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    Re: Refraction at the horizon.
    From: George Huxtable
    Date: 2008 Mar 19, 19:52 -0000

    We have been discussing  "Refraction near the horizon", Publ. astron.
    society of the Pacific, vol 102, pages 796 - 805 (July 1990), by Schaefer
    and Liller. I have now made contact with an author of that paper, Brad
    Schaefer. He acknowledges that the quantity being measured, by the sunset
    timings, is indeed total refraction, in the path from the Sun, then tangent
    to the ocean surface, then up to the observer. So that refraction is greater
    than the horizontal refraction observed at the sea-surface, and if the
    observer is on a mountain, significantly so.
    It then seems wrong, to me, to put together all that data, some from high
    altitudes, and some from near sea level, into a common data set, and analyse
    it for scatter, without attempting some sort of correction for observer's
    altitude. Schaefer defends it in these terms- "The effect is there but small
    and largely swamped by the variations." I do not go along with that, and
    have had a go at extracting better information from his data.
    Schaefer and Liller quote an average horizontal refraction for 144
    observations as 33.1' +/- 9.6', where the quoted error corresponds to 1
    standard deviation, so about two-thirds of observations should lie within
    that range. I have translated their values, given in degrees, to minutes.
    This accords pretty well with Meeus' quoted result from that paper, that
    "the refraction at the horizon fluctuates fluctuates by 0.3 degrees around a
    mean value normally, and in some cases apparently much more".
    What I have done next is to include only those sunset timings that have been
    taken from altitudes of 120m. and below, thus excluding all the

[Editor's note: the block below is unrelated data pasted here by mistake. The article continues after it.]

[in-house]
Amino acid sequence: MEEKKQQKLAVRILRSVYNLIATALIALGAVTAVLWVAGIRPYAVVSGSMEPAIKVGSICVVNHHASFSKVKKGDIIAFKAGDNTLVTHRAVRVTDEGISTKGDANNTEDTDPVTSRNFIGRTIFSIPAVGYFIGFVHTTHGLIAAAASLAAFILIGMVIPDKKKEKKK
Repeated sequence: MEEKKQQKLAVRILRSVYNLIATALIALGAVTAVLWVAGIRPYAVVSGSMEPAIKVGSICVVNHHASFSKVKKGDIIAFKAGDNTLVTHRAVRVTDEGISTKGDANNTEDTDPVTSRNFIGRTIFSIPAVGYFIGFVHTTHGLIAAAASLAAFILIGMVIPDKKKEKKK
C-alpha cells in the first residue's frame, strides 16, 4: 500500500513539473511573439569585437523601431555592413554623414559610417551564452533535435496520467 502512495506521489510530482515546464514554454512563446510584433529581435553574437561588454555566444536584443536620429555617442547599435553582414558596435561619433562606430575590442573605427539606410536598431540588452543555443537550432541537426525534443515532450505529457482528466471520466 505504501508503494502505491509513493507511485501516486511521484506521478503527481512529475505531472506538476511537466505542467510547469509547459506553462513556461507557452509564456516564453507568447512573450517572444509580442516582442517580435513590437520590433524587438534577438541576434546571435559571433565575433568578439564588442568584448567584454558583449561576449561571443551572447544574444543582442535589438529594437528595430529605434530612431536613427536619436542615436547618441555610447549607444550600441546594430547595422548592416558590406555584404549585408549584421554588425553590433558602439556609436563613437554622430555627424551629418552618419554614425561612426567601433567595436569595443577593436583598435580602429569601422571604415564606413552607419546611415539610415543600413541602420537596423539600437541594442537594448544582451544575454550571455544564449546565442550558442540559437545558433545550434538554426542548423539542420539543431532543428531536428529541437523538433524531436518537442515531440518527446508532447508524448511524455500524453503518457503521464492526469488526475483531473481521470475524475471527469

high-mountain observations. And then, those remaining 83 observations give a
    mean value of horizontal refraction of 31.0' +/- 4.9'. This is a
    considerable reduction in scatter, which I surmise comes about for two
    reasons. First, because there's now much less variation in the additional
    length of light path, after skimming the horizon. And second, because nearly
    all the light path is now over ocean, with little of its length over land,
    with its more turbulent atmosphere.
    There is an additional point to be made, for what it's worth, though I don't
    wish to overstate it. A large part of that scatter is the result of a single
    discordant observation, at 40m. altitude on Hawaii, which produced a
    refraction of 67'. It's a dangerous business excluding data for no other
    reason than that it seems out of line, especially when investigating
    scatter. If we chose to exclude it, then the remaining 82 observations would
    provide a mean refraction of 30.5' +/- 2.9', a big reduction in the scatter.
    Not that I am suggesting we should do that. But it shows what an uncertain
    business it is, trying to estimate scatter. And interestingly enough, it
    corresponds rather well with what Greg Rudzinski wrote, back in [4628], as
    follows- "Perform normal sight reduction and expect 6 minutes of arc
    accuracy under normal weather conditions." (and to which I objected).
    So, in the end, and with Bill Noyce's help, we seem to have got some useful
    information from our scrutiny of that paper, in exposing some serious flaws,
    and in correcting our (well, my) overestimate of refraction errors at the
    horizon, at sea. Where did it all start?  "40South" asked- "Supposing one
    was in a small boat with an accurate timepiece and the necessary tables, how
    accurate could you determine your longitude by observing the rising or
    setting of the sun or any other celestial body? " We seem to have progressed
    well past that point, but thanks to 40South for triggering us off.
    contact George Huxtable at george---.u-net.com
    or at +44 1865 820222 (from UK, 01865 820222)
    or at 1 Sandy Lane, Southmoor, Abingdon, Oxon OX13 5HX, UK.
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